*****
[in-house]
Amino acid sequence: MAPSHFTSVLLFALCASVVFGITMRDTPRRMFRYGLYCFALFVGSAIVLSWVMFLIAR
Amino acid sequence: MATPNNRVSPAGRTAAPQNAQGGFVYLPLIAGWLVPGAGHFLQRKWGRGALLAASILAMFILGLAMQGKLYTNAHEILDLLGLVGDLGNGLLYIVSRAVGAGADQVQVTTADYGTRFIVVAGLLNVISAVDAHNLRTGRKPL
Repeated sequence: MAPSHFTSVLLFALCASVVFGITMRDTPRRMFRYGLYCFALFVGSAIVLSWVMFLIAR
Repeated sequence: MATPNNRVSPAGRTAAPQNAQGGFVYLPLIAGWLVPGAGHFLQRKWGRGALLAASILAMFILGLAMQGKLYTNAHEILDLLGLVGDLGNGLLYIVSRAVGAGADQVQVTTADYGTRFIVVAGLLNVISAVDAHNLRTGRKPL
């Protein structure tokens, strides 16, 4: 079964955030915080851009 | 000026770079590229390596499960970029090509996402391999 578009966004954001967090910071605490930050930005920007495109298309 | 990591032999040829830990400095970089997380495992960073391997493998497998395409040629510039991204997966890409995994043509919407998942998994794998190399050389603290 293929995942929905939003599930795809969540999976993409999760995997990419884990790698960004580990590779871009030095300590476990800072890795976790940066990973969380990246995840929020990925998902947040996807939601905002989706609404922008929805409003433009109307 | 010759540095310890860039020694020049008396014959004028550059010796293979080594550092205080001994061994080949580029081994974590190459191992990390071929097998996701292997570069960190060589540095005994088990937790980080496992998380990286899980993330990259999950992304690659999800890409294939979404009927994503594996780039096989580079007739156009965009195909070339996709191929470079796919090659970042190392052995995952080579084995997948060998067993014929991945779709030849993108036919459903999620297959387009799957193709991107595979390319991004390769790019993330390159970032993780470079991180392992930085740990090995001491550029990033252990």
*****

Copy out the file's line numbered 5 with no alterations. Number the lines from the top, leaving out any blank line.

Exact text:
Repeated sequence: MATPNNRVSPAGRTAAPQNAQGGFVYLPLIAGWLVPGAGHFLQRKWGRGALLAASILAMFILGLAMQGKLYTNAHEILDLLGLVGDLGNGLLYIVSRAVGAGADQVQVTTADYGTRFIVVAGLLNVISAVDAHNLRTGRKPL